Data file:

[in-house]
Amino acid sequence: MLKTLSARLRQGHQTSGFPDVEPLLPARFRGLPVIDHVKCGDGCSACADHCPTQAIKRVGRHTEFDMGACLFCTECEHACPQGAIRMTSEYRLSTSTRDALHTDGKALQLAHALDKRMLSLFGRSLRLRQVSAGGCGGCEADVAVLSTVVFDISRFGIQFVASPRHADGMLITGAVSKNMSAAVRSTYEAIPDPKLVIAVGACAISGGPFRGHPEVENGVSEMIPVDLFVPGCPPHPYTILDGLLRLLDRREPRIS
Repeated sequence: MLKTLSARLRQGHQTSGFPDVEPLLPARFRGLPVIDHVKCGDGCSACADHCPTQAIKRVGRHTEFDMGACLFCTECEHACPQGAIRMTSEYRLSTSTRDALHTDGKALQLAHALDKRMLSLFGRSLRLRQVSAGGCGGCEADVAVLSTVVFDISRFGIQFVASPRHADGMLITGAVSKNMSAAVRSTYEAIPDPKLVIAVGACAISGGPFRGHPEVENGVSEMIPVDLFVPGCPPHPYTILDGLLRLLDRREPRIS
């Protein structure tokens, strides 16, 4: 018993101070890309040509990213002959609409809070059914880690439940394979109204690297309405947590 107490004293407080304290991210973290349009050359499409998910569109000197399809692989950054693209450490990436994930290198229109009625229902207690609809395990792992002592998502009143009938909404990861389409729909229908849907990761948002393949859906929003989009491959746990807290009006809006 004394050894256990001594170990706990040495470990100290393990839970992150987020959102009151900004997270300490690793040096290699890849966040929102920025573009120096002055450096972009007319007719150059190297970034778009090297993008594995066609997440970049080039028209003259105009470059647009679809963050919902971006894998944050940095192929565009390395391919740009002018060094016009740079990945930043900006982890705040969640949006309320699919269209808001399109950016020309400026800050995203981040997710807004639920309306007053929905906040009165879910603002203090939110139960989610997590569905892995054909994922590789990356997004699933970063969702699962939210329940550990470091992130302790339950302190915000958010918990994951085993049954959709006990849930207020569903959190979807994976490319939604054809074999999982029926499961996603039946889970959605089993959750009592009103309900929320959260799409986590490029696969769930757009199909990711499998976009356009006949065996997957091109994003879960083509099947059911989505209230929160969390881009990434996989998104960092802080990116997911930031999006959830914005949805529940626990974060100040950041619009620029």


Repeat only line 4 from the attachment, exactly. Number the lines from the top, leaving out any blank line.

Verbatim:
């Protein structure tokens, strides 16, 4: 018993101070890309040509990213002959609409809070059914880690439940394979109204690297309405947590 107490004293407080304290991210973290349009050359499409998910569109000197399809692989950054693209450490990436994930290198229109009625229902207690609809395990792992002592998502009143009938909404990861389409729909229908849907990761948002393949859906929003989009491959746990807290009006809006 004394050894256990001594170990706990040495470990100290393990839970992150987020959102009151900004997270300490690793040096290699890849966040929102920025573009120096002055450096972009007319007719150059190297970034778009090297993008594995066609997440970049080039028209003259105009470059647009679809963050919902971006894998944050940095192929565009390395391919740009002018060094016009740079990945930043900006982890705040969640949006309320699919269209808001399109950016020309400026800050995203981040997710807004639920309306007053929905906040009165879910603002203090939110139960989610997590569905892995054909994922590789990356997004699933970063969702699962939210329940550990470091992130302790339950302190915000958010918990994951085993049954959709006990849930207020569903959190979807994976490319939604054809074999999982029926499961996603039946889970959605089993959750009592009103309900929320959260799409986590490029696969769930757009199909990711499998976009356009006949065996997957091109994003879960083509099947059911989505209230929160969390881009990434996989998104960092802080990116997911930031999006959830914005949805529940626990974060100040950041619009620029």